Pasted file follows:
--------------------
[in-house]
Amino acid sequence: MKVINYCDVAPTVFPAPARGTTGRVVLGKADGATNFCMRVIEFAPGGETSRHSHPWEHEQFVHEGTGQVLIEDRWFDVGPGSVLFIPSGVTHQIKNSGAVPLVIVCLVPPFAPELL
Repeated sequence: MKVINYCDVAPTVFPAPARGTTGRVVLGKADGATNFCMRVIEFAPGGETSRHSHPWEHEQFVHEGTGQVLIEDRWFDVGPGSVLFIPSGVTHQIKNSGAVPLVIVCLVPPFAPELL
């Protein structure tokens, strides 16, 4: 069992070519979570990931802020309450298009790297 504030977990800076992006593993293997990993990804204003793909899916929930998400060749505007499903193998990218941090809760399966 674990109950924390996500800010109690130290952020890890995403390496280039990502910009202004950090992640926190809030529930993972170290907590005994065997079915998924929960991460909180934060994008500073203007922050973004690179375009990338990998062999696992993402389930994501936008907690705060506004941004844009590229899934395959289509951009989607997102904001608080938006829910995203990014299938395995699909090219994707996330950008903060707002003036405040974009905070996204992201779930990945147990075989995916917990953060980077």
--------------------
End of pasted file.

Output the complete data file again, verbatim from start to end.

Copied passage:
[in-house]
Amino acid sequence: MKVINYCDVAPTVFPAPARGTTGRVVLGKADGATNFCMRVIEFAPGGETSRHSHPWEHEQFVHEGTGQVLIEDRWFDVGPGSVLFIPSGVTHQIKNSGAVPLVIVCLVPPFAPELL
Repeated sequence: MKVINYCDVAPTVFPAPARGTTGRVVLGKADGATNFCMRVIEFAPGGETSRHSHPWEHEQFVHEGTGQVLIEDRWFDVGPGSVLFIPSGVTHQIKNSGAVPLVIVCLVPPFAPELL
């Protein structure tokens, strides 16, 4: 069992070519979570990931802020309450298009790297 504030977990800076992006593993293997990993990804204003793909899916929930998400060749505007499903193998990218941090809760399966 674990109950924390996500800010109690130290952020890890995403390496280039990502910009202004950090992640926190809030529930993972170290907590005994065997079915998924929960991460909180934060994008500073203007922050973004690179375009990338990998062999696992993402389930994501936008907690705060506004941004844009590229899934395959289509951009989607997102904001608080938006829910995203990014299938395995699909090219994707996330950008903060707002003036405040974009905070996204992201779930990945147990075989995916917990953060980077």